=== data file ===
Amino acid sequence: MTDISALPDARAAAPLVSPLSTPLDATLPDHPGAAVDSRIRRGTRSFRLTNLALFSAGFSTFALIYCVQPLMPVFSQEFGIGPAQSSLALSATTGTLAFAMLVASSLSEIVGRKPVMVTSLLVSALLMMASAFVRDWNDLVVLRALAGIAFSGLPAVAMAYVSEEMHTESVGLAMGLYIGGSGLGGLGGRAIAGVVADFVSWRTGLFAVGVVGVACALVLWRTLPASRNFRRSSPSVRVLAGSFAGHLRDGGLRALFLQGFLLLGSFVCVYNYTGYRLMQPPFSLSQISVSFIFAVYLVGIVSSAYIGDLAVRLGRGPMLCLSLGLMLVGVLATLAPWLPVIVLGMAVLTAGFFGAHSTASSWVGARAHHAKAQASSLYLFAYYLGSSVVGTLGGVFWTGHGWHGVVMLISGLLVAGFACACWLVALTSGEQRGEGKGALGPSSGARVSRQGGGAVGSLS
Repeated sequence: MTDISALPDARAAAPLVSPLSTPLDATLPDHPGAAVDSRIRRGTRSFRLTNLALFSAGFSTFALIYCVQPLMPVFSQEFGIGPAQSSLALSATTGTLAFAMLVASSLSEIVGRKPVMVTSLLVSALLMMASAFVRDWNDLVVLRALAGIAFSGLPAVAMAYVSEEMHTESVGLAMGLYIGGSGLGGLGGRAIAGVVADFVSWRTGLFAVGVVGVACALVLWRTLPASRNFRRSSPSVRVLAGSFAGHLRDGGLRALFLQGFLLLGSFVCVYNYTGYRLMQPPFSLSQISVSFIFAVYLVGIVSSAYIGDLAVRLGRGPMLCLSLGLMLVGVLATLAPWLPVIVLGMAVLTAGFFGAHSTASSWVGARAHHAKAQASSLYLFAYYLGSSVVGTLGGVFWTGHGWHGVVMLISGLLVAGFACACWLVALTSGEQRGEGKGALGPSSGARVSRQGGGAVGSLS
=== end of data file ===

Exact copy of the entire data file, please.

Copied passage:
Amino acid sequence: MTDISALPDARAAAPLVSPLSTPLDATLPDHPGAAVDSRIRRGTRSFRLTNLALFSAGFSTFALIYCVQPLMPVFSQEFGIGPAQSSLALSATTGTLAFAMLVASSLSEIVGRKPVMVTSLLVSALLMMASAFVRDWNDLVVLRALAGIAFSGLPAVAMAYVSEEMHTESVGLAMGLYIGGSGLGGLGGRAIAGVVADFVSWRTGLFAVGVVGVACALVLWRTLPASRNFRRSSPSVRVLAGSFAGHLRDGGLRALFLQGFLLLGSFVCVYNYTGYRLMQPPFSLSQISVSFIFAVYLVGIVSSAYIGDLAVRLGRGPMLCLSLGLMLVGVLATLAPWLPVIVLGMAVLTAGFFGAHSTASSWVGARAHHAKAQASSLYLFAYYLGSSVVGTLGGVFWTGHGWHGVVMLISGLLVAGFACACWLVALTSGEQRGEGKGALGPSSGARVSRQGGGAVGSLS
Repeated sequence: MTDISALPDARAAAPLVSPLSTPLDATLPDHPGAAVDSRIRRGTRSFRLTNLALFSAGFSTFALIYCVQPLMPVFSQEFGIGPAQSSLALSATTGTLAFAMLVASSLSEIVGRKPVMVTSLLVSALLMMASAFVRDWNDLVVLRALAGIAFSGLPAVAMAYVSEEMHTESVGLAMGLYIGGSGLGGLGGRAIAGVVADFVSWRTGLFAVGVVGVACALVLWRTLPASRNFRRSSPSVRVLAGSFAGHLRDGGLRALFLQGFLLLGSFVCVYNYTGYRLMQPPFSLSQISVSFIFAVYLVGIVSSAYIGDLAVRLGRGPMLCLSLGLMLVGVLATLAPWLPVIVLGMAVLTAGFFGAHSTASSWVGARAHHAKAQASSLYLFAYYLGSSVVGTLGGVFWTGHGWHGVVMLISGLLVAGFACACWLVALTSGEQRGEGKGALGPSSGARVSRQGGGAVGSLS